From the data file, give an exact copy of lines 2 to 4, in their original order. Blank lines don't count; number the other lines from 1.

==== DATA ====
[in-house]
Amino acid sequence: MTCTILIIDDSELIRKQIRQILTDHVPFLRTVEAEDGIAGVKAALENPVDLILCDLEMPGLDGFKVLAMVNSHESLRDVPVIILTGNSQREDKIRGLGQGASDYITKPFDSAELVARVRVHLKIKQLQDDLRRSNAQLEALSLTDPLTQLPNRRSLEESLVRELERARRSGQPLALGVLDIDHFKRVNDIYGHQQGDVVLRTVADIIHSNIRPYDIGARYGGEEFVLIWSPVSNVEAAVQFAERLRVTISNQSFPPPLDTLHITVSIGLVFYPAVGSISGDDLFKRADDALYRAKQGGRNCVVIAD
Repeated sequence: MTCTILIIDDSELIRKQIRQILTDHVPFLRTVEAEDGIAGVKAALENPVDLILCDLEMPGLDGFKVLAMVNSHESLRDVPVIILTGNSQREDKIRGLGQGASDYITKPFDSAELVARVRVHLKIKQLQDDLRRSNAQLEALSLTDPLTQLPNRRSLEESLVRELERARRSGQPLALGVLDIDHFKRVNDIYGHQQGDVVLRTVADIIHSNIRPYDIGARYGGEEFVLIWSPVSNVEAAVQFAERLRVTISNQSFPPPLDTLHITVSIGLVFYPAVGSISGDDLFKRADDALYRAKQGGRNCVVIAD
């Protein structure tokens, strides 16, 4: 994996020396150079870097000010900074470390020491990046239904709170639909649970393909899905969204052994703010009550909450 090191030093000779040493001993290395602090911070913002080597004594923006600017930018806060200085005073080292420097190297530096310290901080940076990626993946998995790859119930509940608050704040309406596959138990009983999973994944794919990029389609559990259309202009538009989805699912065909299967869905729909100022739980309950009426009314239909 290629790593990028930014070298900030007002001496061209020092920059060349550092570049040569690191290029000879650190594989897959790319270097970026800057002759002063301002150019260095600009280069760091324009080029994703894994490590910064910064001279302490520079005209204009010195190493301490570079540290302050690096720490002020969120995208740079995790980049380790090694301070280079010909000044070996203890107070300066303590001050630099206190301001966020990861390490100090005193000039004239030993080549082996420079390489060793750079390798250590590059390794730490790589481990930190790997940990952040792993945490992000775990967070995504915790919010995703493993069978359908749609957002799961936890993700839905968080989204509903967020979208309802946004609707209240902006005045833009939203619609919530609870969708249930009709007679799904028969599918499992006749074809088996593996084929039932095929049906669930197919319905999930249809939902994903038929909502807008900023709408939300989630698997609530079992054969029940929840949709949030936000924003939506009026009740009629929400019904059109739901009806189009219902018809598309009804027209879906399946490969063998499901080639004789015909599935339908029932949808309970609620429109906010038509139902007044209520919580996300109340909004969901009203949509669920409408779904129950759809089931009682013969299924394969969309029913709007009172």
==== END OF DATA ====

Amino acid sequence: MTCTILIIDDSELIRKQIRQILTDHVPFLRTVEAEDGIAGVKAALENPVDLILCDLEMPGLDGFKVLAMVNSHESLRDVPVIILTGNSQREDKIRGLGQGASDYITKPFDSAELVARVRVHLKIKQLQDDLRRSNAQLEALSLTDPLTQLPNRRSLEESLVRELERARRSGQPLALGVLDIDHFKRVNDIYGHQQGDVVLRTVADIIHSNIRPYDIGARYGGEEFVLIWSPVSNVEAAVQFAERLRVTISNQSFPPPLDTLHITVSIGLVFYPAVGSISGDDLFKRADDALYRAKQGGRNCVVIAD
Repeated sequence: MTCTILIIDDSELIRKQIRQILTDHVPFLRTVEAEDGIAGVKAALENPVDLILCDLEMPGLDGFKVLAMVNSHESLRDVPVIILTGNSQREDKIRGLGQGASDYITKPFDSAELVARVRVHLKIKQLQDDLRRSNAQLEALSLTDPLTQLPNRRSLEESLVRELERARRSGQPLALGVLDIDHFKRVNDIYGHQQGDVVLRTVADIIHSNIRPYDIGARYGGEEFVLIWSPVSNVEAAVQFAERLRVTISNQSFPPPLDTLHITVSIGLVFYPAVGSISGDDLFKRADDALYRAKQGGRNCVVIAD
């Protein structure tokens, strides 16, 4: 994996020396150079870097000010900074470390020491990046239904709170639909649970393909899905969204052994703010009550909450 090191030093000779040493001993290395602090911070913002080597004594923006600017930018806060200085005073080292420097190297530096310290901080940076990626993946998995790859119930509940608050704040309406596959138990009983999973994944794919990029389609559990259309202009538009989805699912065909299967869905729909100022739980309950009426009314239909 290629790593990028930014070298900030007002001496061209020092920059060349550092570049040569690191290029000879650190594989897959790319270097970026800057002759002063301002150019260095600009280069760091324009080029994703894994490590910064910064001279302490520079005209204009010195190493301490570079540290302050690096720490002020969120995208740079995790980049380790090694301070280079010909000044070996203890107070300066303590001050630099206190301001966020990861390490100090005193000039004239030993080549082996420079390489060793750079390798250590590059390794730490790589481990930190790997940990952040792993945490992000775990967070995504915790919010995703493993069978359908749609957002799961936890993700839905968080989204509903967020979208309802946004609707209240902006005045833009939203619609919530609870969708249930009709007679799904028969599918499992006749074809088996593996084929039932095929049906669930197919319905999930249809939902994903038929909502807008900023709408939300989630698997609530079992054969029940929840949709949030936000924003939506009026009740009629929400019904059109739901009806189009219902018809598309009804027209879906399946490969063998499901080639004789015909599935339908029932949808309970609620429109906010038509139902007044209520919580996300109340909004969901009203949509669920409408779904129950759809089931009682013969299924394969969309029913709007009172």